How Christians Ruin Dating

Maybe we all just need to chill out.

A few years ago, I had just started "talking" to a guy from church, and I told him we should keep things on the down low. I didn't see the need for everyone to find out too early on.

But within a week, the head pastor of our 2,000 person church found out we were dating. Mutual friends were excited that a boy and I were planning on hanging out one on one—so excited, in fact, they started brainstorming our wedding hashtag. Before we had even gone to coffee. I also remember feeling shamed by my Bible study for not having set strict physical boundaries with a guy—by our second date.

Later, I went through a rather public breakup, and people within the church constantly asked me what happened—not out of care or concern, it felt, but out of a desire to know the details, to be able to better decide which side to take as our community severed.

If you've dated in the Christian circle for any length of time, you, too, probably have humorous stories as well as scars. As there’s no book in the Bible with a dating how-to, the “biblical dating” we strive for actually doesn’t exist—we’ve been left to our own devices to figure it out. And churches haven’t always done the best job helping us get there.

Your dating life shouldn’t be your whole life. Don’t allow a good desire to become your ultimate desire.

Like many parts of faith, Christian dating culture is home to many double standards. We encourage women to keep high standards and desire only the godliest of men, yet we pity the “forever alone” single women who seemingly received a lifetime supply of the "gift" of singleness. We encourage men to pursue women, to be forward with their intentions, yet when a guy has asked too many women to coffee in the same church circle, we label him "desperate.” Sex is seen as the ultimate taboo topic to be discussed, as well as the ultimate sin to be committed. Engaging in premarital sex is sometimes seen as equal to losing all worth as a human being, and yet we claim to base our faith on the Gospel of grace.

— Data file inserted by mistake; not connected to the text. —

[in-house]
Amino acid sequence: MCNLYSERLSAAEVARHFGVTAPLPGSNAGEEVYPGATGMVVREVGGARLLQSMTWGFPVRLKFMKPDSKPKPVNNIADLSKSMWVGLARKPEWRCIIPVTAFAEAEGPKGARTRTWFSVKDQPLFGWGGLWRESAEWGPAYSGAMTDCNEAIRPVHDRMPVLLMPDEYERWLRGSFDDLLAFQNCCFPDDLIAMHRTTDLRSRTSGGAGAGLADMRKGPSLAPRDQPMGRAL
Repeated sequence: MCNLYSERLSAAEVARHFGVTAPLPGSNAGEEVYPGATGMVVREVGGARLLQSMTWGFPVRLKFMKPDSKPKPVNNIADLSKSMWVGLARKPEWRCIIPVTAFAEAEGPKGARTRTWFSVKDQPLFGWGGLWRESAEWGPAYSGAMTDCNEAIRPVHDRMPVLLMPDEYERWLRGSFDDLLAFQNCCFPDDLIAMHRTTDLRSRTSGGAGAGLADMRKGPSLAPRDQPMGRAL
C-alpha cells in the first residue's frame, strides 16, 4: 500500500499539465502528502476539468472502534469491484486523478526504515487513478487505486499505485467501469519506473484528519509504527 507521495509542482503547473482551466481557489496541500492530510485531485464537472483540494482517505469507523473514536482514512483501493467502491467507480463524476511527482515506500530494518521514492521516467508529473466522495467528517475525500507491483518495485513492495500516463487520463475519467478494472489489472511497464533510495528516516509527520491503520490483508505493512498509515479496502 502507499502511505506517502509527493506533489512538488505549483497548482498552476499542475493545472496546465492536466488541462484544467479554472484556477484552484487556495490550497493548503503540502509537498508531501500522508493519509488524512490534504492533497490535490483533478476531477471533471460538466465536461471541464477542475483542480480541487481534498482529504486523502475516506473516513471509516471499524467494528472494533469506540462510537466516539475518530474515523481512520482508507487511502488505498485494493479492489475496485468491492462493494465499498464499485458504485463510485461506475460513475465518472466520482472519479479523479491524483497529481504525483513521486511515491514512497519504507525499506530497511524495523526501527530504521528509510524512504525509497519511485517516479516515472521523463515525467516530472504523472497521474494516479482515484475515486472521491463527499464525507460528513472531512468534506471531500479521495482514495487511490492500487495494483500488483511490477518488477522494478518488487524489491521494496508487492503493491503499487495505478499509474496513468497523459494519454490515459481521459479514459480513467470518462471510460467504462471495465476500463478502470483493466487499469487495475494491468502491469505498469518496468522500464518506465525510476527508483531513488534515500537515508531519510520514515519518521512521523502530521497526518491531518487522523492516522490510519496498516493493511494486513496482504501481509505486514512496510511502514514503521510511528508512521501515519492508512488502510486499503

Groups of Christians mean well when it comes to helping people navigate relationships, but there are a few ways we all tend to make things way more complicated than they need to be.

By Obsessing

It's hard enough to seek out a future spouse within a culture that idealizes marriage above almost everything else. But when “post-college groups" is code for singles-to-mingle events and pastors seem to believe they have matchmaker in their job description, it gets uncomfortable really fast.

It's OK to want a relationship. We're created to be relational beings, after all. But when we, as individuals or as a church, are obsessed with romantic relationships, we miss out on so much more God offers us. We fixate on the idea of "knowing" so early on, we skip over the whole point of relationships—getting to know and connect with another human being. When we demand of a friend, "Do they love Jesus?!" after date one, we're expecting people to have gotten incredibly intimate and vulnerable in the first 90 minutes of talking with someone. That's typically not healthy.

If we're dating with the intention of marriage, it makes sense that we wouldn't want to continue pursuing a relationship with someone we see no future with. Yet, we focus on finding out so early on that we end up putting way too much pressure on something that isn't ready to withstand it. Couples end up too serious too fast, or breaking things off far too soon. "He asked me out to coffee, but I don’t think he’s the one..."

I'm sure I'm not the only one who has experienced someone of the opposite sex "spouse shopping"—they get to know you enough to see if you're a potential mate, and once they realize you aren't, you seem to have no more use to them. It's painful when you do ministry alongside someone who seems to think you have no worth because you aren't going to be their spouse. In our obsession with the quest for marriage, we've forgotten to pursue friendships and nurture a Christian community to grow within.